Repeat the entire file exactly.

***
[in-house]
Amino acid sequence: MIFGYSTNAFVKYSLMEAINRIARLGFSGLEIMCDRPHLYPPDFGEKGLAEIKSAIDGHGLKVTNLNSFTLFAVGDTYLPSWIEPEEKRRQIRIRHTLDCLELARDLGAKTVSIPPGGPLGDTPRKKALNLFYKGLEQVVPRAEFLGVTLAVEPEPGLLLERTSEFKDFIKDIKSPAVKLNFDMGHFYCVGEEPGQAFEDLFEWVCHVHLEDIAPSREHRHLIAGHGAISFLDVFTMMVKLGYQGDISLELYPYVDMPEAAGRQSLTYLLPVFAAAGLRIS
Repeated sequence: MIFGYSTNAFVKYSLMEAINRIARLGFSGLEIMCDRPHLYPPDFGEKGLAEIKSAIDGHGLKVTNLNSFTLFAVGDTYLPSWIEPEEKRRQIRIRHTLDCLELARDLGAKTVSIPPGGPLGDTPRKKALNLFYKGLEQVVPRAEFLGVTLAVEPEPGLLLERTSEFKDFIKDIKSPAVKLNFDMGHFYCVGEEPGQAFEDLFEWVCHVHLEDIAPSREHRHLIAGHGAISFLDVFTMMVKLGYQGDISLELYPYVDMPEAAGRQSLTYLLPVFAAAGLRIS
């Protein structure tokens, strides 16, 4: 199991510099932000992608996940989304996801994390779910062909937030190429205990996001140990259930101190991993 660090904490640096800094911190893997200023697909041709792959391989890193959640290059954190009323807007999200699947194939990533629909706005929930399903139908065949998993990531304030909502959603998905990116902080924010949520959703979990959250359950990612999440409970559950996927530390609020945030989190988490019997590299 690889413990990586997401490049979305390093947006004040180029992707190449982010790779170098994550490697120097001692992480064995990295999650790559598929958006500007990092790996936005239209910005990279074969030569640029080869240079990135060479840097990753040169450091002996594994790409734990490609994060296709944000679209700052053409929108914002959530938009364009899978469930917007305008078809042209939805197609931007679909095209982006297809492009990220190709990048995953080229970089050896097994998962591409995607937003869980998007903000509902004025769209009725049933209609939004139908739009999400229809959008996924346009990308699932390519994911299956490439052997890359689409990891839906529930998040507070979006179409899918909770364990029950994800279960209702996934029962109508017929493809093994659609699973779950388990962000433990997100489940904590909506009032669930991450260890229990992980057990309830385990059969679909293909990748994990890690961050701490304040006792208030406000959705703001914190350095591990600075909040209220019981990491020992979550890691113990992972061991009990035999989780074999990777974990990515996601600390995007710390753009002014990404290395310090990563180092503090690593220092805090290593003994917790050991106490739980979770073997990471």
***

[in-house]
Amino acid sequence: MIFGYSTNAFVKYSLMEAINRIARLGFSGLEIMCDRPHLYPPDFGEKGLAEIKSAIDGHGLKVTNLNSFTLFAVGDTYLPSWIEPEEKRRQIRIRHTLDCLELARDLGAKTVSIPPGGPLGDTPRKKALNLFYKGLEQVVPRAEFLGVTLAVEPEPGLLLERTSEFKDFIKDIKSPAVKLNFDMGHFYCVGEEPGQAFEDLFEWVCHVHLEDIAPSREHRHLIAGHGAISFLDVFTMMVKLGYQGDISLELYPYVDMPEAAGRQSLTYLLPVFAAAGLRIS
Repeated sequence: MIFGYSTNAFVKYSLMEAINRIARLGFSGLEIMCDRPHLYPPDFGEKGLAEIKSAIDGHGLKVTNLNSFTLFAVGDTYLPSWIEPEEKRRQIRIRHTLDCLELARDLGAKTVSIPPGGPLGDTPRKKALNLFYKGLEQVVPRAEFLGVTLAVEPEPGLLLERTSEFKDFIKDIKSPAVKLNFDMGHFYCVGEEPGQAFEDLFEWVCHVHLEDIAPSREHRHLIAGHGAISFLDVFTMMVKLGYQGDISLELYPYVDMPEAAGRQSLTYLLPVFAAAGLRIS
């Protein structure tokens, strides 16, 4: 199991510099932000992608996940989304996801994390779910062909937030190429205990996001140990259930101190991993 660090904490640096800094911190893997200023697909041709792959391989890193959640290059954190009323807007999200699947194939990533629909706005929930399903139908065949998993990531304030909502959603998905990116902080924010949520959703979990959250359950990612999440409970559950996927530390609020945030989190988490019997590299 690889413990990586997401490049979305390093947006004040180029992707190449982010790779170098994550490697120097001692992480064995990295999650790559598929958006500007990092790996936005239209910005990279074969030569640029080869240079990135060479840097990753040169450091002996594994790409734990490609994060296709944000679209700052053409929108914002959530938009364009899978469930917007305008078809042209939805197609931007679909095209982006297809492009990220190709990048995953080229970089050896097994998962591409995607937003869980998007903000509902004025769209009725049933209609939004139908739009999400229809959008996924346009990308699932390519994911299956490439052997890359689409990891839906529930998040507070979006179409899918909770364990029950994800279960209702996934029962109508017929493809093994659609699973779950388990962000433990997100489940904590909506009032669930991450260890229990992980057990309830385990059969679909293909990748994990890690961050701490304040006792208030406000959705703001914190350095591990600075909040209220019981990491020992979550890691113990992972061991009990035999989780074999990777974990990515996601600390995007710390753009002014990404290395310090990563180092503090690593220092805090290593003994917790050991106490739980979770073997990471």